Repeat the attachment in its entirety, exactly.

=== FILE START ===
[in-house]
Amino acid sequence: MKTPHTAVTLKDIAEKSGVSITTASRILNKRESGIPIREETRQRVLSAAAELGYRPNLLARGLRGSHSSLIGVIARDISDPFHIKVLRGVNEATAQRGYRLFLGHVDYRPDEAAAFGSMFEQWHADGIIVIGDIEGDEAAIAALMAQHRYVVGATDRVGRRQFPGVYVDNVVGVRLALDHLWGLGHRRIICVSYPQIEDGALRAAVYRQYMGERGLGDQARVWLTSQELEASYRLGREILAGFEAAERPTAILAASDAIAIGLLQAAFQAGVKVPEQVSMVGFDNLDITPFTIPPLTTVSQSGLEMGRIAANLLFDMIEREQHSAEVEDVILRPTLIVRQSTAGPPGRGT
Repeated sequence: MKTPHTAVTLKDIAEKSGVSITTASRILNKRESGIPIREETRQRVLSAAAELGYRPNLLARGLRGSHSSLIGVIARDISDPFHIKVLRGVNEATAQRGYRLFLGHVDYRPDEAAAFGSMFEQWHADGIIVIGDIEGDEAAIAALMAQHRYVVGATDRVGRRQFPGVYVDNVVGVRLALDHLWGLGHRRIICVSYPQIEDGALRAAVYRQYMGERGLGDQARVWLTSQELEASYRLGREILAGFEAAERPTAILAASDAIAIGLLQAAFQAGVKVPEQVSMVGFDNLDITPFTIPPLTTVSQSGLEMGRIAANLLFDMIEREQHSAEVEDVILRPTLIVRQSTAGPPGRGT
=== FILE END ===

[in-house]
Amino acid sequence: MKTPHTAVTLKDIAEKSGVSITTASRILNKRESGIPIREETRQRVLSAAAELGYRPNLLARGLRGSHSSLIGVIARDISDPFHIKVLRGVNEATAQRGYRLFLGHVDYRPDEAAAFGSMFEQWHADGIIVIGDIEGDEAAIAALMAQHRYVVGATDRVGRRQFPGVYVDNVVGVRLALDHLWGLGHRRIICVSYPQIEDGALRAAVYRQYMGERGLGDQARVWLTSQELEASYRLGREILAGFEAAERPTAILAASDAIAIGLLQAAFQAGVKVPEQVSMVGFDNLDITPFTIPPLTTVSQSGLEMGRIAANLLFDMIEREQHSAEVEDVILRPTLIVRQSTAGPPGRGT
Repeated sequence: MKTPHTAVTLKDIAEKSGVSITTASRILNKRESGIPIREETRQRVLSAAAELGYRPNLLARGLRGSHSSLIGVIARDISDPFHIKVLRGVNEATAQRGYRLFLGHVDYRPDEAAAFGSMFEQWHADGIIVIGDIEGDEAAIAALMAQHRYVVGATDRVGRRQFPGVYVDNVVGVRLALDHLWGLGHRRIICVSYPQIEDGALRAAVYRQYMGERGLGDQARVWLTSQELEASYRLGREILAGFEAAERPTAILAASDAIAIGLLQAAFQAGVKVPEQVSMVGFDNLDITPFTIPPLTTVSQSGLEMGRIAANLLFDMIEREQHSAEVEDVILRPTLIVRQSTAGPPGRGT